O’Sullivans lose guiding light and matriarch
Dave O’Sullivan and his equally successful sons, Paul and Lance, have for years been the public face of one of New Zealand racing’s most famous families.
The past week has been a reminder of the influence of family matriarch Marie O’Sullivan, who lost a long battle with cancer.
Her death came just nine months after that in similar circumstances of the youngest of her five children, Lisa Chittick.
Dave O’Sullivan is the first – and the best qualified – to admit that the huge success of the past 40 years was as much down to his wife as to him.
‘‘If it wasn’t for Marie, I could have been nobody. She was a remarkable woman you know,’’ he says.
By sheer hard work and a gradual realisation that the master of Wexford Stables had what it took to make it in horse training, the winners started to flow and the O’Sullivan name became respected and even feared throughout New Zealand, Australia and beyond.
‘‘ They were hard times and nothing came easily but between the two of us, with me working around the clock and Marie looking after the kids, the staff, all the office stuff, we somehow got there,’’ Dave recalls.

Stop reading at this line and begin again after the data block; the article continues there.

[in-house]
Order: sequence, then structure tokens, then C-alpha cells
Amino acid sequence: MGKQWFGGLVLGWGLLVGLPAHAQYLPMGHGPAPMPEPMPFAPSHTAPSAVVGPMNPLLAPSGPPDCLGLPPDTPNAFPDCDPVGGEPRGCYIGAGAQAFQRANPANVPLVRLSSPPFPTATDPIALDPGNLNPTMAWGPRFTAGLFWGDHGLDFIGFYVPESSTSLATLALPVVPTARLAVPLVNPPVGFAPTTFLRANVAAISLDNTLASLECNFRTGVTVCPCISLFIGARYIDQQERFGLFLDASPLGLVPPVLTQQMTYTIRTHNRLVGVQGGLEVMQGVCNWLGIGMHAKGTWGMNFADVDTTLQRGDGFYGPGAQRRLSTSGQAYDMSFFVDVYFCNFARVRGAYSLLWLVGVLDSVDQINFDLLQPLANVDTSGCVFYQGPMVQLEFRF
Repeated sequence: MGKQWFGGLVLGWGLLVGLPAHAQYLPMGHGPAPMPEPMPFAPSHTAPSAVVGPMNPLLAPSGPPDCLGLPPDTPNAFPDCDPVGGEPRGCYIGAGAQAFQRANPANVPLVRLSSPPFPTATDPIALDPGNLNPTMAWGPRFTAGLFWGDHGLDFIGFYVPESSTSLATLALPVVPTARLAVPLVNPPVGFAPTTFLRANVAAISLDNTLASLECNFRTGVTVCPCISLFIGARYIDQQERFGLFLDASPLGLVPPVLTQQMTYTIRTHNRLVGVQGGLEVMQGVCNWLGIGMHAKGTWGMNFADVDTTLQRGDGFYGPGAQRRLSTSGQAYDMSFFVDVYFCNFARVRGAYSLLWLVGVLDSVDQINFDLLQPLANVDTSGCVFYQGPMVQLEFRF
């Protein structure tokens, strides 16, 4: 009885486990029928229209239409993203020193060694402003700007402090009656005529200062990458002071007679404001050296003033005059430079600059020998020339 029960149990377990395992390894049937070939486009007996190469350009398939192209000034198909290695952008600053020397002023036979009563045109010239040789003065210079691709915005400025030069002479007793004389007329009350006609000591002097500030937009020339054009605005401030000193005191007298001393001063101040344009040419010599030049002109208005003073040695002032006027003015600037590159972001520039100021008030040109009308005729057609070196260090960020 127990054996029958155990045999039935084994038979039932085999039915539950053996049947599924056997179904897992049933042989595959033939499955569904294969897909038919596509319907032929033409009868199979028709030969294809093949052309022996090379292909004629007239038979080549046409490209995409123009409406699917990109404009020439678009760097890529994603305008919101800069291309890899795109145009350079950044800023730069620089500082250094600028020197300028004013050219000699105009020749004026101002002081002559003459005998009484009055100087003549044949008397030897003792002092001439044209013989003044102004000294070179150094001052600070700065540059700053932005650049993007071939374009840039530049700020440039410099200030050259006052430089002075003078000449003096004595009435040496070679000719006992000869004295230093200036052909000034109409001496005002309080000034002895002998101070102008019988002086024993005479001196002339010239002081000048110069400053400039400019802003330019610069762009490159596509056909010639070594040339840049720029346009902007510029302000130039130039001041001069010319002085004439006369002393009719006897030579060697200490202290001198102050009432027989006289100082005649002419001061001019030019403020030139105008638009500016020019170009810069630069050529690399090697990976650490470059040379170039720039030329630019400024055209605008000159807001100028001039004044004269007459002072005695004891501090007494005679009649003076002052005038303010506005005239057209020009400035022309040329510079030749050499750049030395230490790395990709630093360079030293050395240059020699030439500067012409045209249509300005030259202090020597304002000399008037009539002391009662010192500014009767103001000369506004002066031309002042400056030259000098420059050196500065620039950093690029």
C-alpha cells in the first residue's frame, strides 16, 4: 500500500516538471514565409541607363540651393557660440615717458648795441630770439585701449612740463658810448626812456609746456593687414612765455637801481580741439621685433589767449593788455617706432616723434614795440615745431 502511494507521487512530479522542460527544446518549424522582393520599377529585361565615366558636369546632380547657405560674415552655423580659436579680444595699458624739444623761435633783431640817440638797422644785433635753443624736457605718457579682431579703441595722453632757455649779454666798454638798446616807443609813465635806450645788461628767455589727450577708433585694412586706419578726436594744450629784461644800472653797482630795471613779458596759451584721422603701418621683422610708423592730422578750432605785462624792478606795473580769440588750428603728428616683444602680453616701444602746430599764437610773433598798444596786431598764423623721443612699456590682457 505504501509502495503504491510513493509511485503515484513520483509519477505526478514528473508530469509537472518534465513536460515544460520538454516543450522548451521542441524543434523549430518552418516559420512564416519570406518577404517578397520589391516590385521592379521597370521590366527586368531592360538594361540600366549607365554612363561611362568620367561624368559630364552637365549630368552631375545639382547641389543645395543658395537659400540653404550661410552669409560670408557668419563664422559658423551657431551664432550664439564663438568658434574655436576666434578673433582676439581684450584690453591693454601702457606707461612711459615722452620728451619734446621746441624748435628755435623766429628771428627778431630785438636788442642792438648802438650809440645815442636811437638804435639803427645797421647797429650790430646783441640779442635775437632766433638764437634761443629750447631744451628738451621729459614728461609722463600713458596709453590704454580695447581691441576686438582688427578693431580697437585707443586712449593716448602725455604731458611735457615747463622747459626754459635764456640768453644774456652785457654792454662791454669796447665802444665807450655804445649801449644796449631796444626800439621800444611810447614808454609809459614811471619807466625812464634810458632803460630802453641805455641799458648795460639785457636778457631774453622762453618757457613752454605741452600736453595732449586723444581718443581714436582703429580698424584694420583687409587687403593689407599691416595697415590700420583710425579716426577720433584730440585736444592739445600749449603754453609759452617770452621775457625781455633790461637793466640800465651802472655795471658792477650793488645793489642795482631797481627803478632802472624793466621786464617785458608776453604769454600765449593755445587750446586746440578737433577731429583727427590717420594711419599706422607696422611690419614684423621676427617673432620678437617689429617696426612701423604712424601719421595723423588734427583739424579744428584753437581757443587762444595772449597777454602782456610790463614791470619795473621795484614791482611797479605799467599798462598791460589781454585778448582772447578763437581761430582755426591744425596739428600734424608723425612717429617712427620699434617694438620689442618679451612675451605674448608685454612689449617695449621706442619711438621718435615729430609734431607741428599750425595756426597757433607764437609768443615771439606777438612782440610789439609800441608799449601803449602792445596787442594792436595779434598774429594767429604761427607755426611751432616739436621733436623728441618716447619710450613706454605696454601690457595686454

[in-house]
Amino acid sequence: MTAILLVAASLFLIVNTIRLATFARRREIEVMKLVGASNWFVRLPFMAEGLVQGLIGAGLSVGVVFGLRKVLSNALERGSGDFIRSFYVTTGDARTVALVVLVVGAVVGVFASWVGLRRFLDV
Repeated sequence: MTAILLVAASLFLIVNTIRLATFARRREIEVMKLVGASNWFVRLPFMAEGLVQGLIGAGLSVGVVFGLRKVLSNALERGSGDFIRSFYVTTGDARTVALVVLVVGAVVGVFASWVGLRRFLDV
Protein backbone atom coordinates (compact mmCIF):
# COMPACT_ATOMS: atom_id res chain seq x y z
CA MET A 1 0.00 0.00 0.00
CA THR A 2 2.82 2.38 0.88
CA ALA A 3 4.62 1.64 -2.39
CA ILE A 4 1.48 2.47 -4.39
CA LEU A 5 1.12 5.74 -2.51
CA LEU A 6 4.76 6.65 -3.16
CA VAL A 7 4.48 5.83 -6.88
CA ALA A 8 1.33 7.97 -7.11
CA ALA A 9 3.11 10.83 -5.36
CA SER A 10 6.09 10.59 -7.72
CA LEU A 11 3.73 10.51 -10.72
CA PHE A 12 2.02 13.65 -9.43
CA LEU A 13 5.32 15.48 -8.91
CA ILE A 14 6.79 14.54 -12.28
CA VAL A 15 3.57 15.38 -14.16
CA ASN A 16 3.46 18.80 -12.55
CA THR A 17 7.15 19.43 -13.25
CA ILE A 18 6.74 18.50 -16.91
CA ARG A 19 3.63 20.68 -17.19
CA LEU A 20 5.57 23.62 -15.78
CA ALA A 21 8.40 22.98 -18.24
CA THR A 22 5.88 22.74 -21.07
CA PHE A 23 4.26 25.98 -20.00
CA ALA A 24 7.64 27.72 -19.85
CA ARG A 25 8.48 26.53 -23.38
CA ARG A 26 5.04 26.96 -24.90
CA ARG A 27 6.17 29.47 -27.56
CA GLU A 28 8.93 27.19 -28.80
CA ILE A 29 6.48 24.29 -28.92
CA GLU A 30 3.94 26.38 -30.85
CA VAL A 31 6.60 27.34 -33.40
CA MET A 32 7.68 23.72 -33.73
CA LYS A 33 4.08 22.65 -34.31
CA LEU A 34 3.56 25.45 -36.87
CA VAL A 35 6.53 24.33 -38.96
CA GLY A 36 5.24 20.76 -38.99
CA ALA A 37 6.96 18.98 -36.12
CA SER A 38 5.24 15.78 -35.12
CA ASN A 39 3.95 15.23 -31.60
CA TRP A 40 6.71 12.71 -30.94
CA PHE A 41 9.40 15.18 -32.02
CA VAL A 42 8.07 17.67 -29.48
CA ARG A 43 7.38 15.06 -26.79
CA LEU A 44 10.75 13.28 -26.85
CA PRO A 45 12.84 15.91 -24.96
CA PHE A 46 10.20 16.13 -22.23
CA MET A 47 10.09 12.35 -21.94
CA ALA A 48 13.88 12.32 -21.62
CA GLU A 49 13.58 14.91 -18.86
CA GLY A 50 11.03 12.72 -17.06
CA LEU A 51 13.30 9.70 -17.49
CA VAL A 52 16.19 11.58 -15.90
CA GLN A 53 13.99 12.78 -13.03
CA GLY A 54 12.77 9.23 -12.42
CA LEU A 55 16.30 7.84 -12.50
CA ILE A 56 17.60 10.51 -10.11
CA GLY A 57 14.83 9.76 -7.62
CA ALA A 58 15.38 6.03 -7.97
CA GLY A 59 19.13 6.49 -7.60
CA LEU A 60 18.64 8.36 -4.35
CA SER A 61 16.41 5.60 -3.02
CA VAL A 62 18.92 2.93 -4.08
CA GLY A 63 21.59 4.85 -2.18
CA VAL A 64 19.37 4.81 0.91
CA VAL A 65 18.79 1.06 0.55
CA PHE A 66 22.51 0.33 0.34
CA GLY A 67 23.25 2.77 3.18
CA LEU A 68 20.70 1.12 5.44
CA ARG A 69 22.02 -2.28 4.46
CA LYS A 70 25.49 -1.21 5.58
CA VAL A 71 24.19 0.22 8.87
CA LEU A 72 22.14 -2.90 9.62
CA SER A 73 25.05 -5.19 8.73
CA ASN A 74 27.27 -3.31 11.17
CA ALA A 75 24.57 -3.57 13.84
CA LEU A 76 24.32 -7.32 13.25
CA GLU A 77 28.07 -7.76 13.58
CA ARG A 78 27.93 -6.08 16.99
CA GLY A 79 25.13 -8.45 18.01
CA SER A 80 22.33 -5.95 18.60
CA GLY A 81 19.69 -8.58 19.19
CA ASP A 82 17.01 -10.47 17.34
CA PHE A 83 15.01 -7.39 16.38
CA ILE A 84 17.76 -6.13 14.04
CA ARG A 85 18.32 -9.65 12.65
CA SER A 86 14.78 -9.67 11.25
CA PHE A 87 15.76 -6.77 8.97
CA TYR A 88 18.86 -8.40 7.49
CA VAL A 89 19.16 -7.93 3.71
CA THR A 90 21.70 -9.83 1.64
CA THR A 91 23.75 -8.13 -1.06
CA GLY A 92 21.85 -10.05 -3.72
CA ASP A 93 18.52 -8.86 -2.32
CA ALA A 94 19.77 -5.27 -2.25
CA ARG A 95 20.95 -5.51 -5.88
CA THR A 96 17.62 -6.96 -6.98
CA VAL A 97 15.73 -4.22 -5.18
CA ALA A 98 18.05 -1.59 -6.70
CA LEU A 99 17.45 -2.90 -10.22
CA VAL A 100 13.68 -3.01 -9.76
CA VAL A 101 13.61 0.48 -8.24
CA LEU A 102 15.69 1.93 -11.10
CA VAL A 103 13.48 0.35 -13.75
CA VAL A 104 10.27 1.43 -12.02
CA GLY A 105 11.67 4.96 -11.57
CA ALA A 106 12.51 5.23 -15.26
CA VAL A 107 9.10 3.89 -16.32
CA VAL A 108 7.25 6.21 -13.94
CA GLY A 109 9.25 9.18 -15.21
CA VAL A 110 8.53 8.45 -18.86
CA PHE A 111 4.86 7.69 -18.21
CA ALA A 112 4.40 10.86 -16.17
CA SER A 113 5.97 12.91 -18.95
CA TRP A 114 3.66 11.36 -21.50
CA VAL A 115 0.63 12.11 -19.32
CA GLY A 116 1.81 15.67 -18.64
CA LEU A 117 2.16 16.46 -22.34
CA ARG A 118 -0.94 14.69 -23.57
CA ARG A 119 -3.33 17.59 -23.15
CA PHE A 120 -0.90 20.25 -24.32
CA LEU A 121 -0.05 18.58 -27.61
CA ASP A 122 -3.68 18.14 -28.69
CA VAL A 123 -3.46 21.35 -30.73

Family and business were allimportant during those early years but in time Marie allowed herself an indulgence. Prominent in that were two pursuits, racehorse ownership and gardening.
Snap, a pint-sized but sturdy filly she raced in partnership with close friend Robin, the Duke of Bedford, was one of the best in the early 1990s with wins in the Gr. 1 Manawatu Sires’ Produce Stakes, New Zealand 1000 Guineas and New Zealand Oaks and Waikato Sprint; later that decade Zola was a Gr. 1 winner.
Just last September Pure Champion, trained by son Lance and Andrew Scott and raced in partnership with Dave, Lance and the latter’s wife Bridgette, was a more than timely winner of the Gr. 1 Windsor Park Plate.
Marie proved a dab hand in the garden, with a special penchant for roses.
‘‘She just loved getting out in the garden, to begin with when we lived at the stable homestead and then after I retired and we moved into our new home,’’ said Dave.
‘‘Roses were her favourite and last year was the first time in years she didn’t have an entry in the local Rose Society competition. I doubt if there’s a trophy that doesn’t have her name on it,’’ he added with pride.
Most of all, though, Marie O’Sullivan will be remembered for her devotion to her family.
‘‘Mum was the driving force, she steered the ship and she was the one we all knew to go to for advice,’’ Lance recalls.
‘‘ She was a very intelligent woman but most of all she was a great mother and a wonderful grandmother. We were all blessed to have her.’’
HUGE LOSS: Marie O’Sullivan with husband Dave.